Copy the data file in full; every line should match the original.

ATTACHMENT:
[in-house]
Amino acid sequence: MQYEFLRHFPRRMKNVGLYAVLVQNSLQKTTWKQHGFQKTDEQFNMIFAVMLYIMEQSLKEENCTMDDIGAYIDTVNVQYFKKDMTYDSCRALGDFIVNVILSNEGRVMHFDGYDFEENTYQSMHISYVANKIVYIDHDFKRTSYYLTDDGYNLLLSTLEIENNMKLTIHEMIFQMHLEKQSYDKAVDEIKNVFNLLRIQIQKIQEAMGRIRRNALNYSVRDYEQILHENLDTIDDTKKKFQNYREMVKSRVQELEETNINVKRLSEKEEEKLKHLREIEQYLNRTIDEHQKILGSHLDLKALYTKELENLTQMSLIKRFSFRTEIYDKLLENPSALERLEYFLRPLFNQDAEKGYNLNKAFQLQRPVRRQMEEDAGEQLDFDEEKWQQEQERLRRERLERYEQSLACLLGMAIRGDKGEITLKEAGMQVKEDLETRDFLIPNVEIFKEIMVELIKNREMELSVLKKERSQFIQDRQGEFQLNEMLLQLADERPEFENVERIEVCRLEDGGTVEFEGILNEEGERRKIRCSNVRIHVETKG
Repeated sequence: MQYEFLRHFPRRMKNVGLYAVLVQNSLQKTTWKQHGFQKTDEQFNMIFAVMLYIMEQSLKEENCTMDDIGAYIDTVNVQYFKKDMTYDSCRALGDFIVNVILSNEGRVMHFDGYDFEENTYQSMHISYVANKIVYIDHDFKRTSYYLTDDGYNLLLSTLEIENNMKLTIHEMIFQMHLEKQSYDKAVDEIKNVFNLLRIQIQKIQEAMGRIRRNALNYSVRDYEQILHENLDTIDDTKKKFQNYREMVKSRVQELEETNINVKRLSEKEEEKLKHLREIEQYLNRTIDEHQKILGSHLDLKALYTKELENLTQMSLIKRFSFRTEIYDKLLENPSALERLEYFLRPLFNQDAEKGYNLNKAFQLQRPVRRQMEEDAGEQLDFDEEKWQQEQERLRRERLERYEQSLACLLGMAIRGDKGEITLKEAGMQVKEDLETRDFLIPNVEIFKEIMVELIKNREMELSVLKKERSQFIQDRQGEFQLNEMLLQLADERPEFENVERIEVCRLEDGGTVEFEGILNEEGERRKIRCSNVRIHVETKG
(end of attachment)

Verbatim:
[in-house]
Amino acid sequence: MQYEFLRHFPRRMKNVGLYAVLVQNSLQKTTWKQHGFQKTDEQFNMIFAVMLYIMEQSLKEENCTMDDIGAYIDTVNVQYFKKDMTYDSCRALGDFIVNVILSNEGRVMHFDGYDFEENTYQSMHISYVANKIVYIDHDFKRTSYYLTDDGYNLLLSTLEIENNMKLTIHEMIFQMHLEKQSYDKAVDEIKNVFNLLRIQIQKIQEAMGRIRRNALNYSVRDYEQILHENLDTIDDTKKKFQNYREMVKSRVQELEETNINVKRLSEKEEEKLKHLREIEQYLNRTIDEHQKILGSHLDLKALYTKELENLTQMSLIKRFSFRTEIYDKLLENPSALERLEYFLRPLFNQDAEKGYNLNKAFQLQRPVRRQMEEDAGEQLDFDEEKWQQEQERLRRERLERYEQSLACLLGMAIRGDKGEITLKEAGMQVKEDLETRDFLIPNVEIFKEIMVELIKNREMELSVLKKERSQFIQDRQGEFQLNEMLLQLADERPEFENVERIEVCRLEDGGTVEFEGILNEEGERRKIRCSNVRIHVETKG
Repeated sequence: MQYEFLRHFPRRMKNVGLYAVLVQNSLQKTTWKQHGFQKTDEQFNMIFAVMLYIMEQSLKEENCTMDDIGAYIDTVNVQYFKKDMTYDSCRALGDFIVNVILSNEGRVMHFDGYDFEENTYQSMHISYVANKIVYIDHDFKRTSYYLTDDGYNLLLSTLEIENNMKLTIHEMIFQMHLEKQSYDKAVDEIKNVFNLLRIQIQKIQEAMGRIRRNALNYSVRDYEQILHENLDTIDDTKKKFQNYREMVKSRVQELEETNINVKRLSEKEEEKLKHLREIEQYLNRTIDEHQKILGSHLDLKALYTKELENLTQMSLIKRFSFRTEIYDKLLENPSALERLEYFLRPLFNQDAEKGYNLNKAFQLQRPVRRQMEEDAGEQLDFDEEKWQQEQERLRRERLERYEQSLACLLGMAIRGDKGEITLKEAGMQVKEDLETRDFLIPNVEIFKEIMVELIKNREMELSVLKKERSQFIQDRQGEFQLNEMLLQLADERPEFENVERIEVCRLEDGGTVEFEGILNEEGERRKIRCSNVRIHVETKG